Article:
Page  00000359 uniqueness making use of the fact that performance is rendered by computer systems: * Since automated performance does not need any practice, a set music will be proposed to participating systems the day of the Rencon. The systems are expected to generate performance at sight. * In order to prevent a system to generate too excellent performance by generating exactly the same performance as a case performance, participants are given newly composed music. At Rencon, systems generate and compete performances of the world premiere. * Since there are many musical issues to solve for systems to generate performances, pursuing a part of music will be a good practice. For example, a set music is selected to see how a system realizes Auftakt and rendered performances are judged from only the Auftakt point of view. 3 Evaluation matters at Rencon 3.1 Evaluation viewpoints Quantitative evaluation is acceptable to evaluate performance rendering systems as a computer system. Needless to say, the problem to apply this type of evaluation to such systems is the reliability concerning music points. As music systems, we believe evaluation by human introspection is indispensable. In order to involve such subjective evaluation to system evaluation, we should indicate concrete elements and the standards for evaluation. Through numbers of Rencon, we expect to find a point of agreement between the objective and subjective evaluations. Rencon working group is going to prepare files for describing information of scores, their structures, and their performance data by human players. In order for these files to be disclosed on WWW, the group is designing an interface referring XML notations for music proposed so far. The interface and music information are presented to rendering engines to apply the Rencon. 3.2 Rencon keywords The concourse reflects problems in the real world. The ideas for Gros Rencon as music concours for systems described in 2.2 are to prevent possible problems listed below. * system doping: If a system-generated performance is manually given betterment taking time (changing the offset time, etc.), it is not possible to evaluate the system's original ability. Manual betterment is the same as the sequencer programming in the third stage of the system (Figure 1). We call this artificial change in performance system doping. * leakage and piracy: When information of a set music is leaked before the concourse, rendering engines can be tuned for the set. If a system uses the same musical piece of a set music from learning performances or case performances, the generated performance can be more than the imitation precisely the same performance as a human performance. Though this is not the piracy itself it is not the desirable situation which should be avoided. * sight reading: At a concourse, sight reading to indicate a set music at the day, is a way to prevent system doping and leakage. 4 Future Plan After heated discussions for a year,we came to a Rencon's long-term objective shown in Figure 2 [6]. In a half century, performance rendered by a computer is improved to be the first winner of the real music concours, say Chopin concours. From the system point of view, there are many interesting issues to be solved. Though Rencon's set music starts from piano pieces, we are going to extend them to many types of instruments where expressions are controlled by various information mostly in the continuous values. We will challenge the research of humanoid robot and try to integrate discrete and continuous musical information. In order to play Concerto as a soloist, the robot must have eyes to follow and understand a conductor's move and ears to do orchestra performance. Musicians and musicologists show their expectations to Rencon as follows: * For composers to expressively perform their newly composed music to pass their intention in the music. * For musicologists to confirm their hypothesis how a music theory is reflected on performance. * For players to reflect how their performances are attractive. * For music teachers to give many different ways of telling students to improve their musical skills. 359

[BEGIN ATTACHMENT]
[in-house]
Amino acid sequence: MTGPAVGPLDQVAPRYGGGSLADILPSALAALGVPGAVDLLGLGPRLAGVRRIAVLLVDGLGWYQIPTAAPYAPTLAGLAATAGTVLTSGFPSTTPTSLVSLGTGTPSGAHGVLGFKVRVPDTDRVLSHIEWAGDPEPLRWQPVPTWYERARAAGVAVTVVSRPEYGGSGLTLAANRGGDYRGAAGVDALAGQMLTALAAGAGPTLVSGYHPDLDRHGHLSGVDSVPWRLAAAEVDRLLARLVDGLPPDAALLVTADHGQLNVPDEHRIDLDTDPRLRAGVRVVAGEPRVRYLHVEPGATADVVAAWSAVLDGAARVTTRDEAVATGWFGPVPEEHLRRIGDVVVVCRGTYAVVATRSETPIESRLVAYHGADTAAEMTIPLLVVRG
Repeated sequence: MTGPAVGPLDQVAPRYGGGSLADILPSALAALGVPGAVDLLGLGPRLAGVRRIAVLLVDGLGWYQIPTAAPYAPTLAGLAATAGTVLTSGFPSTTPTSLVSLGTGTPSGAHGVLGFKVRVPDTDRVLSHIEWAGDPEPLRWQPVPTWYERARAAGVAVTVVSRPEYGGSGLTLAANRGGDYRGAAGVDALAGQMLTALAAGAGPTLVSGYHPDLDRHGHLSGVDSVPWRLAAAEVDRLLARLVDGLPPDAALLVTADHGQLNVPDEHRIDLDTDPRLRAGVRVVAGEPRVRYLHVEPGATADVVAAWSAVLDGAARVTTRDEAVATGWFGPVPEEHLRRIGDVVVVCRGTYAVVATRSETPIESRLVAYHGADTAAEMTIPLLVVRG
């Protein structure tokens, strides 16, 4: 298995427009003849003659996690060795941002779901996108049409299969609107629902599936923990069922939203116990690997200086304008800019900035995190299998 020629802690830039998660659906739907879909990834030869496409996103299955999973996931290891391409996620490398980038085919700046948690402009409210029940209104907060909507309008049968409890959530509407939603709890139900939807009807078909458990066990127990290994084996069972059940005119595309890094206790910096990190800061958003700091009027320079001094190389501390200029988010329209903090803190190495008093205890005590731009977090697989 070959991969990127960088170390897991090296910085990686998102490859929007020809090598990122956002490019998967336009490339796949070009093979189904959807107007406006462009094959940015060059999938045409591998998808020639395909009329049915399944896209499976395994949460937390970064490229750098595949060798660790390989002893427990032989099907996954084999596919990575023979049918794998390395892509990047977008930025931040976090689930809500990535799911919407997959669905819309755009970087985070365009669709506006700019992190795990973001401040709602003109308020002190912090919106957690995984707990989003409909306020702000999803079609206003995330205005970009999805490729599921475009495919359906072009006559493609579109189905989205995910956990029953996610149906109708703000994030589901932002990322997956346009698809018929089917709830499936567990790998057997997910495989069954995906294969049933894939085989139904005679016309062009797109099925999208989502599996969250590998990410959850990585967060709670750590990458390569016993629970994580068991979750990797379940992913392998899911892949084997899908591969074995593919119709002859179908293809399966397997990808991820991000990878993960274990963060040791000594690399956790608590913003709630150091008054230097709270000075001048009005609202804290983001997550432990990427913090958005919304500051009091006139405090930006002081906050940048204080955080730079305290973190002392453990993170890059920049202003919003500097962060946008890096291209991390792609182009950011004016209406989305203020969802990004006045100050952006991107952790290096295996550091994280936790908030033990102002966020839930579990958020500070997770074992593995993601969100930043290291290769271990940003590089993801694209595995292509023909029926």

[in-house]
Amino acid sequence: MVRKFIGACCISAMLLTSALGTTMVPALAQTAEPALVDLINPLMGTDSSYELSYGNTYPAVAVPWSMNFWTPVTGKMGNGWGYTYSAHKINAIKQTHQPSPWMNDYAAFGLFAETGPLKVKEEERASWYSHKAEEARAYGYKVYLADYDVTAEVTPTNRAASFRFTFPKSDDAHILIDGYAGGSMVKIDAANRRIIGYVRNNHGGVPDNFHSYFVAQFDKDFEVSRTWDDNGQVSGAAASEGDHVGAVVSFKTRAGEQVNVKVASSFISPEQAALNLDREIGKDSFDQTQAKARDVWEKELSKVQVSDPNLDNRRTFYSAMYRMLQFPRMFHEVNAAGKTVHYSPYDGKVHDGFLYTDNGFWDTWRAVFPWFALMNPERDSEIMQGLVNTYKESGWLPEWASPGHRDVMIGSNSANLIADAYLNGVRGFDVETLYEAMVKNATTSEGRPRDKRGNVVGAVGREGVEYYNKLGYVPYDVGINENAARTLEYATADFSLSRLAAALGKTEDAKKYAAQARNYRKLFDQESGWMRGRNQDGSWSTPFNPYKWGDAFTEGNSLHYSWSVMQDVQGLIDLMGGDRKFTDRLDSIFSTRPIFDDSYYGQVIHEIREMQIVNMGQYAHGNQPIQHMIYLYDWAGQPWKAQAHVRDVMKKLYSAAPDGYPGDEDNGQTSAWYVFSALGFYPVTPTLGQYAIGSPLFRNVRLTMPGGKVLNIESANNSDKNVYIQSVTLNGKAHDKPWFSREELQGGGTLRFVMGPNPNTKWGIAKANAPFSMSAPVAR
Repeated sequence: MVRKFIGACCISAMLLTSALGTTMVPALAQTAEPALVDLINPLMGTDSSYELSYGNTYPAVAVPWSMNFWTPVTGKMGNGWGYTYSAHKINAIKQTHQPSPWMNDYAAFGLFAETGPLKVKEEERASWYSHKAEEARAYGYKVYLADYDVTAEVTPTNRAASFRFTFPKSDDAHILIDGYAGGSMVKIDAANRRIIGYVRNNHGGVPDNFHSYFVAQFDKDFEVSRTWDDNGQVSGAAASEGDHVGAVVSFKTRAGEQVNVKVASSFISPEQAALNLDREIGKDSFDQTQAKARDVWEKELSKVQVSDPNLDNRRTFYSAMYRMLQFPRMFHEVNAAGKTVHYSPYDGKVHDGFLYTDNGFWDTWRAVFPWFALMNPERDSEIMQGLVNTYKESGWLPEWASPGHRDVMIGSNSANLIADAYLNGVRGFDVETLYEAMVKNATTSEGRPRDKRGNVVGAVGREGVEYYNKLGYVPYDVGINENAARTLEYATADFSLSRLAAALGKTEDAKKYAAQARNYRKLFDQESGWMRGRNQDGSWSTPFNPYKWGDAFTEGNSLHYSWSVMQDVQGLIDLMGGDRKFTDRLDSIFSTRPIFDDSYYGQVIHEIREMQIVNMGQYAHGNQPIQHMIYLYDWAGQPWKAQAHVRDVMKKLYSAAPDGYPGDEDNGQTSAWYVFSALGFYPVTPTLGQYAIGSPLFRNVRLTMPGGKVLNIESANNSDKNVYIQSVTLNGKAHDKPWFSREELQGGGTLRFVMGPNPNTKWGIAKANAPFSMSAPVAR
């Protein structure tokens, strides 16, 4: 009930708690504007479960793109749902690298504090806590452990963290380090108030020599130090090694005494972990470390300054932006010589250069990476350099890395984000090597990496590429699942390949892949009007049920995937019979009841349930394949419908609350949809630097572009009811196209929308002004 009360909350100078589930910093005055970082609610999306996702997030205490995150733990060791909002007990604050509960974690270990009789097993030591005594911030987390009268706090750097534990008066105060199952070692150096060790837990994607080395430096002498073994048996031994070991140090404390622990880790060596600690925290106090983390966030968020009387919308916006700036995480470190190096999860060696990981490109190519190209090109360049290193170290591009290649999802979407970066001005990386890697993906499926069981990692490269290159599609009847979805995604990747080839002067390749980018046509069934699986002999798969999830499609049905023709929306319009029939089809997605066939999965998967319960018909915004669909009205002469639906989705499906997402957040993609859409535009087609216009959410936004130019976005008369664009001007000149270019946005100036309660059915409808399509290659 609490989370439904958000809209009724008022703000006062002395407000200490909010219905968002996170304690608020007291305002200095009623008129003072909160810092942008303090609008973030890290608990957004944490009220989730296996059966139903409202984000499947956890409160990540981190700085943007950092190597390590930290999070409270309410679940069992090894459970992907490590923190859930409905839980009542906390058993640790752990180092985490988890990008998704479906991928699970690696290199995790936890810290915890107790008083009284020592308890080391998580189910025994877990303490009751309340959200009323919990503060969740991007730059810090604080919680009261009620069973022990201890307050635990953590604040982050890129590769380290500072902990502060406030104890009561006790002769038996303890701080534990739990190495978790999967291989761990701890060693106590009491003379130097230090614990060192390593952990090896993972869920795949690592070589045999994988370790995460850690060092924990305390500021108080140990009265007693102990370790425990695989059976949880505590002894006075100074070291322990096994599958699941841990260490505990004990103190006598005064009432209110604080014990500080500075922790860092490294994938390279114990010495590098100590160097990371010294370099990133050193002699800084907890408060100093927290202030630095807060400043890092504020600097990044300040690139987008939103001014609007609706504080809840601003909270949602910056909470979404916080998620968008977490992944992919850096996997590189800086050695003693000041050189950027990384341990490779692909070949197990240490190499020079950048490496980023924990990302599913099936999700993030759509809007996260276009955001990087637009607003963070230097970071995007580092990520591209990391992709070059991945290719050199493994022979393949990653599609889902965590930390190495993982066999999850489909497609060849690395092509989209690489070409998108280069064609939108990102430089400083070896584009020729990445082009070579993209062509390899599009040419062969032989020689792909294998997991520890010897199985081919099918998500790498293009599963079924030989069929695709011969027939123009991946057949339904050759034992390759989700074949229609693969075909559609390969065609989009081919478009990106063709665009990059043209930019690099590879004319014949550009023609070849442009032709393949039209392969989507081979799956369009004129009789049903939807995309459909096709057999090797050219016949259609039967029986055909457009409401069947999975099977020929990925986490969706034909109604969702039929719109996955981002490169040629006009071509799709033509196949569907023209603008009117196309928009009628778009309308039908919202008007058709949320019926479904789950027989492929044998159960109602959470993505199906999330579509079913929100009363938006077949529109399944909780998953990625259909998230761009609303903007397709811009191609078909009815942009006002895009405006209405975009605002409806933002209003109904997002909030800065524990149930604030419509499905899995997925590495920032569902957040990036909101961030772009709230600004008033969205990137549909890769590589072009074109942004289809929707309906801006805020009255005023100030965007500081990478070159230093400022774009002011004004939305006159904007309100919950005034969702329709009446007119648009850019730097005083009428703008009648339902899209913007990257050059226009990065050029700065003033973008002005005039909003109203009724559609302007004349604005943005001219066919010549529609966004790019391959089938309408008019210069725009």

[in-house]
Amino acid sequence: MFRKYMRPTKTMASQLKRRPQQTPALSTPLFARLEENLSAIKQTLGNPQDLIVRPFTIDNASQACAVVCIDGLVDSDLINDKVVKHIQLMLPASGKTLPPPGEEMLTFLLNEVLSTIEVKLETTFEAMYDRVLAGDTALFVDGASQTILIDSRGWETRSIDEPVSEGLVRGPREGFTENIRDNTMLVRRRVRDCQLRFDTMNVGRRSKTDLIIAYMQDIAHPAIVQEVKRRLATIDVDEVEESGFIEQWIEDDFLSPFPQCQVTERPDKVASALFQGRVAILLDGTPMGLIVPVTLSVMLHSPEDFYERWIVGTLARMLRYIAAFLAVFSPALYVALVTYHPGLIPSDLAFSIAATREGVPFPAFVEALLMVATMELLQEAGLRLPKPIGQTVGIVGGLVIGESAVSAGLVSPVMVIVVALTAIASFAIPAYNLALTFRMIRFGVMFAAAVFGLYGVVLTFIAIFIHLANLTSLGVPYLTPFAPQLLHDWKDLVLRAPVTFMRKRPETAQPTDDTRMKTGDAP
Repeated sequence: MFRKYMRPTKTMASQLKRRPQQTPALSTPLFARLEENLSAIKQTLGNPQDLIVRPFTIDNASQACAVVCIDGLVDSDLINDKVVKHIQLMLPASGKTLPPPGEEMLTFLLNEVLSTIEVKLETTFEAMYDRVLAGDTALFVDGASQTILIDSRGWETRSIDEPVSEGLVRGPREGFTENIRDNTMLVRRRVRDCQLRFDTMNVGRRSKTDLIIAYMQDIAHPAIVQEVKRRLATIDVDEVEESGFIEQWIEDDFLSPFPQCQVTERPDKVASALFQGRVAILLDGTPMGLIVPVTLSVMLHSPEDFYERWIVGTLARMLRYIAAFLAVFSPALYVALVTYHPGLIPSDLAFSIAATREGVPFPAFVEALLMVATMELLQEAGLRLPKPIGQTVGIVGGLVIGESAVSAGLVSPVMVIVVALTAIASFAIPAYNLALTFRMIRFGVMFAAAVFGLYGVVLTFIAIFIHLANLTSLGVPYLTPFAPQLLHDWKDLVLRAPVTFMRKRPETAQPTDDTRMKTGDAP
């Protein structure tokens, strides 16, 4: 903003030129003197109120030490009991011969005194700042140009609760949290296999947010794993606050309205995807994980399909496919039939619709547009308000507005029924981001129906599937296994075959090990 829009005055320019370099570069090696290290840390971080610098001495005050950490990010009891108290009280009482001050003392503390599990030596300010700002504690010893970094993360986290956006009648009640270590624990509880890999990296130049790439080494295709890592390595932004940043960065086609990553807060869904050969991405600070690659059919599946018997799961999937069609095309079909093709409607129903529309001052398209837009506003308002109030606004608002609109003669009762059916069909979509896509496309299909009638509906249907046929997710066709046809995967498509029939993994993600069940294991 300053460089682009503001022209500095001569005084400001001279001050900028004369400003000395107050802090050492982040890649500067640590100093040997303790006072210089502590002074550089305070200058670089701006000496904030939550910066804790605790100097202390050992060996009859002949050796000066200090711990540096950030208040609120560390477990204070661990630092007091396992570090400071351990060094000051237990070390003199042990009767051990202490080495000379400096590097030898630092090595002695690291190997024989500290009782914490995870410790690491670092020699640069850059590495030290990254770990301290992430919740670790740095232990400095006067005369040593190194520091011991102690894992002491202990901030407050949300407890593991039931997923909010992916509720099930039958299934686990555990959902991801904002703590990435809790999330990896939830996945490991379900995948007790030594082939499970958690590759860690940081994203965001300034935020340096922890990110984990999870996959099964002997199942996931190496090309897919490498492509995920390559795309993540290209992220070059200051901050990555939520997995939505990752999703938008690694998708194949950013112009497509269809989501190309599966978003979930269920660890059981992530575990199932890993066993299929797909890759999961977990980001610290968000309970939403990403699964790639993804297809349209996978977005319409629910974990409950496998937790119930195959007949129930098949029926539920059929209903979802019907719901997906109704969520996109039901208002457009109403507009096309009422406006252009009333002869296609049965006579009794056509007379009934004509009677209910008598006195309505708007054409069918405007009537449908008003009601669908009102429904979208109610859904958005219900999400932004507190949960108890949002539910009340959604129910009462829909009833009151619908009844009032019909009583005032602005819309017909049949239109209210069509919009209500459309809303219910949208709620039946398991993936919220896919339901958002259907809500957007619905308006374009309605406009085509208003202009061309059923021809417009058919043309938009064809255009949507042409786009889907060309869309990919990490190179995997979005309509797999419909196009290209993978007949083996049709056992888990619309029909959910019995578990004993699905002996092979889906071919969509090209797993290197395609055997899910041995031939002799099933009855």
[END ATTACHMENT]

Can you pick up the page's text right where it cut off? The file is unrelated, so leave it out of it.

Page  00000360 A student of a rendering system 2100 becomes the winner of a concour 2052 The wh er at the performance rendered by a aikovsky c r system becomes the Is 2050 winner of the Cho 2025 concour Sight reading, performance by a robot, try the Chopin concour 3rd RENCON, 2010 the start of the concour 2yste rendered per ormance 2002in over sequenc ogramming 1st RENCCN as ICAD satellite workshop, 2nd RENCON as a special session of FIT Figure 2: Rencon's century Rencon project is now an officially recognized working group of SIGMUS (Special Interest Group of Music systems) of IPSJ. Currently Rencon is funded by Kayamori Foundation and JST (Japan Science and Technology Corporatoin). References Katayose,H.,Goto,M.,Horiuchi,Y.,Matsushima,T.,Murao,T.,Shimura,S.,Rai,T.,and Hirata,K.:Report on the panel discussion "computer music research as computerscience",96-MUS-15,pp.91 - 98, 1996. Hiraga,R.,Katayose,H.,Koike,H.,Suzuki,T.,Noike,K.,and Hoshishiba,T.:Performance Rendering 2000 - Demonstration and Panel Discussion,2000-MUS35,pp.67 -70, 2000. Hiraga,R.,Horiuchi,Y.,Murao,T., Takeuchi,Y.,and Rencon workshop members:RENCON:a workshop for planning a piano contest by performance rendering systems - workshop report and panel discussion,2001 -MUS41,pp.37 - 42, 2001. Katayose,H.,Hiraga,R.,Hirata,K.,and Noike,K.:On Performance Rendering Concours for Piano -System WG Activity-,2002-MUS-44,pp.19 - 24,2002. Hiraga,R.,Hirata,K.,and Katayose,H.: RENCON:the ambitious pianist!,IPSJ,pp. 136 - 41,2002. 360